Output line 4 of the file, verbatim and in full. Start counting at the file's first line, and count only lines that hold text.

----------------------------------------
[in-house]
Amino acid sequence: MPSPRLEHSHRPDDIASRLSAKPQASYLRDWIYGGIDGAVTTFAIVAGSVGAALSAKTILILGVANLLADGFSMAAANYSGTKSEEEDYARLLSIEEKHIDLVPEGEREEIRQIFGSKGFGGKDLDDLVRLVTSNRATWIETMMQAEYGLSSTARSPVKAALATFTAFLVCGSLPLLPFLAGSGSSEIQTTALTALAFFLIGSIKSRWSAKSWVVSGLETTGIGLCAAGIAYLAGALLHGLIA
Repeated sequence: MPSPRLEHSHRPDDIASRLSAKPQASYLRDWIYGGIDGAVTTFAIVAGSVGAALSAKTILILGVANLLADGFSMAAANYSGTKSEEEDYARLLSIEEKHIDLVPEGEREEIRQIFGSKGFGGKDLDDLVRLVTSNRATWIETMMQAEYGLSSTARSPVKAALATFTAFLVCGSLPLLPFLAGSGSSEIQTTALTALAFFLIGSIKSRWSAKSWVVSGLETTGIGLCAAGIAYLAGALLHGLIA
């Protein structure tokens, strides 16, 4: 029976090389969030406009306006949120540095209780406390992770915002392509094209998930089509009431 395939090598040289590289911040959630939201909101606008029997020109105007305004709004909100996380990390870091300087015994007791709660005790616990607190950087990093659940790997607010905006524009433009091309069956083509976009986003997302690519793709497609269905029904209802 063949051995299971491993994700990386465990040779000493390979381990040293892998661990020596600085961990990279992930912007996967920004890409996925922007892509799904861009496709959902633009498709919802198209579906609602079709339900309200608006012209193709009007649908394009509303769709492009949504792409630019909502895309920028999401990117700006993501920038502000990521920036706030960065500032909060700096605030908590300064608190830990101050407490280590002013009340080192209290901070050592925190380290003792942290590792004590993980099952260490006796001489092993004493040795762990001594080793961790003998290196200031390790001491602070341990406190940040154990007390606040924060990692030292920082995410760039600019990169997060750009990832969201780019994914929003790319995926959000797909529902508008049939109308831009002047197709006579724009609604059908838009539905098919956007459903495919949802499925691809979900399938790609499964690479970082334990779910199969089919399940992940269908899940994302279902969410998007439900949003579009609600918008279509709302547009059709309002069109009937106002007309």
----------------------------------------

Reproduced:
């Protein structure tokens, strides 16, 4: 029976090389969030406009306006949120540095209780406390992770915002392509094209998930089509009431 395939090598040289590289911040959630939201909101606008029997020109105007305004709004909100996380990390870091300087015994007791709660005790616990607190950087990093659940790997607010905006524009433009091309069956083509976009986003997302690519793709497609269905029904209802 063949051995299971491993994700990386465990040779000493390979381990040293892998661990020596600085961990990279992930912007996967920004890409996925922007892509799904861009496709959902633009498709919802198209579906609602079709339900309200608006012209193709009007649908394009509303769709492009949504792409630019909502895309920028999401990117700006993501920038502000990521920036706030960065500032909060700096605030908590300064608190830990101050407490280590002013009340080192209290901070050592925190380290003792942290590792004590993980099952260490006796001489092993004493040795762990001594080793961790003998290196200031390790001491602070341990406190940040154990007390606040924060990692030292920082995410760039600019990169997060750009990832969201780019994914929003790319995926959000797909529902508008049939109308831009002047197709006579724009609604059908838009539905098919956007459903495919949802499925691809979900399938790609499964690479970082334990779910199969089919399940992940269908899940994302279902969410998007439900949003579009609600918008279509709302547009059709309002069109009937106002007309």